Convincing throngs of young and healthy people to overpay for coverage in order to subsidize aging, sicker Americans was always going to be one of Obamacare advocates' toughest tasks. In assessing the composition of healthy, sustainable risk pools, the administration pegged its target percentage of "young invincibles" at just shy of 40 percent. Coming up short of that goal would risk an adverse selection "death spiral" -- or a politically radioactive bailout. The White House has been unusually tight-lipped about how the nationwide numbers are shaping up, and now we know why. Uh oh:
Just 24 percent of Americans signing up for coverage under President Obama's health care law through December were part of the young adult demographic, the Department of Health and Human Services announced Monday -- well below the nearly 39 percent the White House had once deemed essential to the law's success. In a new report, HHS said that through Dec. 28 (about halfway through the six-month open enrollment period), roughly 2.2 million Americans signed up for coverage on one of the law's health insurance exchanges. That's well below the administration's target of 3.3 million. And HHS still hasn't disclosed how many of those who have signed up for insurance have actually paid their first premiums, which is necessary for enrollment to be finalized...in the report, HHS said that just 24 percent of those who signed up so far were aged 18 to 34. In December, a report from the Kaiser Family Foundation identified a “worst-case scenario” situation in which just 25 percent of enrollees were in the 18-to-34 demographic.
Twenty-four percent is below the "worst case scenario" outside analysts had previously envisioned. If insufficient numbers of young Americans enroll in Obamacare's exchanges, insurers will be stuck with sicker, costlier risk pools. They'll compensate for projected losses by jacking up rates on other customers, which could send additional comparatively healthy consumers heading for the exits. To forestall this crumble, the administration may tee up taxpayer-funded bailouts for insurance companies. They could expand a provision within the law that was designed to offer targeted, small-scale bailouts if specific companies ended up getting caught with the short end of the adverse selection stick in certain markets. Republicans are seeking to block this bailout scheme, and I can't imagine the public is too excited about Democrats sending millions or billions to insurers because their trillion-dollar program has been a technological and demographic bust. The New York Times published a story over the weekend describing how the number of coverage misfires is growing. As we've predicted, people are showing up for care only to discover that their insurance company can't confirm that they're covered. Some people are being given the choice of either paying exorbitant out-of-pocket fees or walking away without being treated:
Paul D. Donahue and his wife, Angela, are among more than a million Americans who have signed up for health coverage through the federal insurance exchange. Mr. Donahue has a card in his wallet from his insurer to prove it. But when he tried to use it to get a flu shot and fill prescriptions this week, local pharmacies could not confirm his coverage, so he left without his medications. Similar problems are occurring daily in doctors’ offices and drugstores around the country as consumers try to use insurance coverage that took effect on Jan. 1 under the Affordable Care Act...In Los Angeles, Hilary Danailova, who is almost eight months pregnant, said she had to pay $630 for an ultrasound on Thursday after failing to get an ID card or any confirmation of coverage from her new insurer, Anthem Blue Cross. Ms. Danailova, 38, said she signed up just before Christmas and sent her first month’s premium of $410 by overnight mail on Jan. 3. She has repeatedly tried to reach Anthem to see whether the company has processed her payment. “At this point I am facing the cold dread of not knowing whether Anthem ever recorded my enrollment at all,” she said.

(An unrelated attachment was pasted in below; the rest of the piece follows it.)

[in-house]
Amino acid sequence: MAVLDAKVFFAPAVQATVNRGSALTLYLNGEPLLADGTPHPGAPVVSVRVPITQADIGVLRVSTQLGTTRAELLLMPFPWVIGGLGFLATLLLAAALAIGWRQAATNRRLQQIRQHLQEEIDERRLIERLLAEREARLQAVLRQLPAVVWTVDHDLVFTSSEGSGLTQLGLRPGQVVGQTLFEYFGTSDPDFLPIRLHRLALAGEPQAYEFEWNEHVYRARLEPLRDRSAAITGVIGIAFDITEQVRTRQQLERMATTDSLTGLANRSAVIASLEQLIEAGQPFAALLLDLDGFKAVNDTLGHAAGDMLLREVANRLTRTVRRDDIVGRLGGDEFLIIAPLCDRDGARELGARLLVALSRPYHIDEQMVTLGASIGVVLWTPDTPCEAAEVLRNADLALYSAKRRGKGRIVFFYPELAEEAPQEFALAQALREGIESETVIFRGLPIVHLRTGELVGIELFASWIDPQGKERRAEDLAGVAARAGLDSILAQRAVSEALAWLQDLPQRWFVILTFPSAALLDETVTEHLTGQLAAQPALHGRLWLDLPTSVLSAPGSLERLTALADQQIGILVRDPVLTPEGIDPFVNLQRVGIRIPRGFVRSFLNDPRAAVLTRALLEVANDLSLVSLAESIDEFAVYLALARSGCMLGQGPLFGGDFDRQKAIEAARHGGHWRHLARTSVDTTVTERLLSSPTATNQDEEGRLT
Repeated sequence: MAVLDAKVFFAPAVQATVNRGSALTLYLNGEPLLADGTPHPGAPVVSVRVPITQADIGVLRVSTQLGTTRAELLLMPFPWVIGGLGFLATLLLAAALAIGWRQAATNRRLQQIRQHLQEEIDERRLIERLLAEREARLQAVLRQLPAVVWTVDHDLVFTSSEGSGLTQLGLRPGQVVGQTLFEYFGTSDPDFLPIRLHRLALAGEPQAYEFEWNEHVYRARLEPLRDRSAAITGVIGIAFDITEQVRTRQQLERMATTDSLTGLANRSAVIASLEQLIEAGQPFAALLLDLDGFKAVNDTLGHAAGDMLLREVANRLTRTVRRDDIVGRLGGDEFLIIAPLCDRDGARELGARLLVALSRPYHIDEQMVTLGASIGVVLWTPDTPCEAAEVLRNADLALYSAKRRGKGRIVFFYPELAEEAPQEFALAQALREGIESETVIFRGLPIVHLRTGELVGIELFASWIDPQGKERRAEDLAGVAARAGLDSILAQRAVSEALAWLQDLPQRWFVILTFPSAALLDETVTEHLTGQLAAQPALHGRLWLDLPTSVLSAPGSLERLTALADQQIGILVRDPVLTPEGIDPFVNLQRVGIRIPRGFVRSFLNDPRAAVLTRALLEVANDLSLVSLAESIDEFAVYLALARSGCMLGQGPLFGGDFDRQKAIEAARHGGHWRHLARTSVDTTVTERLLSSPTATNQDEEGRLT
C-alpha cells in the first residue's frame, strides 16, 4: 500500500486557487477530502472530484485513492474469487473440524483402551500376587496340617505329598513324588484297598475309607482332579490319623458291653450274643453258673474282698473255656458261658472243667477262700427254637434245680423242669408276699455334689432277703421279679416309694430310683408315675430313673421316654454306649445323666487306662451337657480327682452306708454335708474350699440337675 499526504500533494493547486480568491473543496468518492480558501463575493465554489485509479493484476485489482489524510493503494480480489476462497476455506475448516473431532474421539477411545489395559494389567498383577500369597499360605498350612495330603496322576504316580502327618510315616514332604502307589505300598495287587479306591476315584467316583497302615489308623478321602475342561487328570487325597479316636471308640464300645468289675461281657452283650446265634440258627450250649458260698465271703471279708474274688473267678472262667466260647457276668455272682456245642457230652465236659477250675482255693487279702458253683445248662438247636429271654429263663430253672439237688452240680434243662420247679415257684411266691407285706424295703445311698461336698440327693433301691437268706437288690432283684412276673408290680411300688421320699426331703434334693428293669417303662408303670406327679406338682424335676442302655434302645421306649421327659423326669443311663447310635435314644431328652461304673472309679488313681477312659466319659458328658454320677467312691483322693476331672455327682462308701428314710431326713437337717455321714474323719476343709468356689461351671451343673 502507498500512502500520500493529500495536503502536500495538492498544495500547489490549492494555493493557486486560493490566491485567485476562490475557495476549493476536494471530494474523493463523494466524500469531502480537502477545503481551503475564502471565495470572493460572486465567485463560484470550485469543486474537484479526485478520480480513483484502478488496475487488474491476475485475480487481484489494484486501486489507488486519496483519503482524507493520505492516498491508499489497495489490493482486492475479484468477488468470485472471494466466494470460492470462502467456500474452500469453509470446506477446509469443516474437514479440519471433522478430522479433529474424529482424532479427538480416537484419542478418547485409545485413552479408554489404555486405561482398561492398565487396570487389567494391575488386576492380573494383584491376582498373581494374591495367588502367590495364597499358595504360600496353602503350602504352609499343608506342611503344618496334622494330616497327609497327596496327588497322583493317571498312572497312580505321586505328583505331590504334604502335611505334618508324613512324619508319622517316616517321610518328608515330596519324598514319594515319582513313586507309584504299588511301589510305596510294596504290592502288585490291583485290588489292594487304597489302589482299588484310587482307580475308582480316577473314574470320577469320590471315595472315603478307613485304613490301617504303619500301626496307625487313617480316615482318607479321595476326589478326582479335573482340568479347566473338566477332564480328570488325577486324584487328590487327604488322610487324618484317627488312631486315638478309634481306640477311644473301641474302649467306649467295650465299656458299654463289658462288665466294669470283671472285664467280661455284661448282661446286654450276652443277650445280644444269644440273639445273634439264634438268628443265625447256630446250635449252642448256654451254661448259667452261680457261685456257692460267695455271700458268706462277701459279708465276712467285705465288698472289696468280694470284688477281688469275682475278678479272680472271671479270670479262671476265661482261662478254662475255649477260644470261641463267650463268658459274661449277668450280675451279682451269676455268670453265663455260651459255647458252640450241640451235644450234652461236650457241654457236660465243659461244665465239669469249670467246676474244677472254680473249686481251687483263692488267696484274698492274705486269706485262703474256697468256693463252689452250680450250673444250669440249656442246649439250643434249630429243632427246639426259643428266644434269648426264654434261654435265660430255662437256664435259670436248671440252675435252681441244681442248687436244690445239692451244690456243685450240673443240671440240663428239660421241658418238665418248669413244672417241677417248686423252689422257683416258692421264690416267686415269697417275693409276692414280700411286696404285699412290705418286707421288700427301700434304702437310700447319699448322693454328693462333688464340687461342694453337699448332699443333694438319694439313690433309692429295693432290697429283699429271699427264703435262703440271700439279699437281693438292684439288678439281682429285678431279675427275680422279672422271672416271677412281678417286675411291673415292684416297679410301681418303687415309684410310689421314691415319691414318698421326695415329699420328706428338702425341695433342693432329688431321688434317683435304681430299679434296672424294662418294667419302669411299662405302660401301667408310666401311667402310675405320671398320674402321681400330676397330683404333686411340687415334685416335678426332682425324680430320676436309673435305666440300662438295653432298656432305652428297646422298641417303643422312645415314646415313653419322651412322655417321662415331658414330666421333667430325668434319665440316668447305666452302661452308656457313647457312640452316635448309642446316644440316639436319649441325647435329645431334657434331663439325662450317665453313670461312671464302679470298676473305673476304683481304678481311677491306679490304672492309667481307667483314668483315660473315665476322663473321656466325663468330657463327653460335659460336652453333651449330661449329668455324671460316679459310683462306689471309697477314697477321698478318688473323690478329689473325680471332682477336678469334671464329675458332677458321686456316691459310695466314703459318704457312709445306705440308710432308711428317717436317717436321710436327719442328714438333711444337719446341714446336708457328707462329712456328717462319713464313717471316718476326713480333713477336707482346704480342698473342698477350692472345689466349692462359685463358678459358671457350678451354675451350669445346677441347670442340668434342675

In each of these cases, the individuals in question actually tried to pay their first premium. They were informed and responsible, yet still got screwed. How many "enrollees" haven't even attempted an initial payment? The administration won't say. I discussed this issue with Fox News' Gretchen Carlson yesterday:
This is what horrific mismanagement, technological incompetence, and a litany of seat-of-your-pants delays have wrought. Flailing Democrats are trying to pin all of this on the private companies, but Americans understand who the culprit for the chaos truly is. Meanwhile, the Washington Post wakes up to the fact that another barrage of "disruptions" is likely to crash ashore in late 2014, which is precisely what we've been warning about for some time:
When millions of health-insurance plans were canceled last fall, the Obama administration tried to be reassuring, saying the terminations affected only the small minority of Americans who bought individual policies. But according to industry analysts, insurers and state regulators, the disruption will be far greater, potentially affecting millions of people who receive insurance through small employers by the end of 2014. While some cancellation notices already have gone out, insurers say the bulk of the letters will be sent in October, shortly before the next open-enrollment period begins.
And right before the midterm elections. Ahem. I'll leave you with this: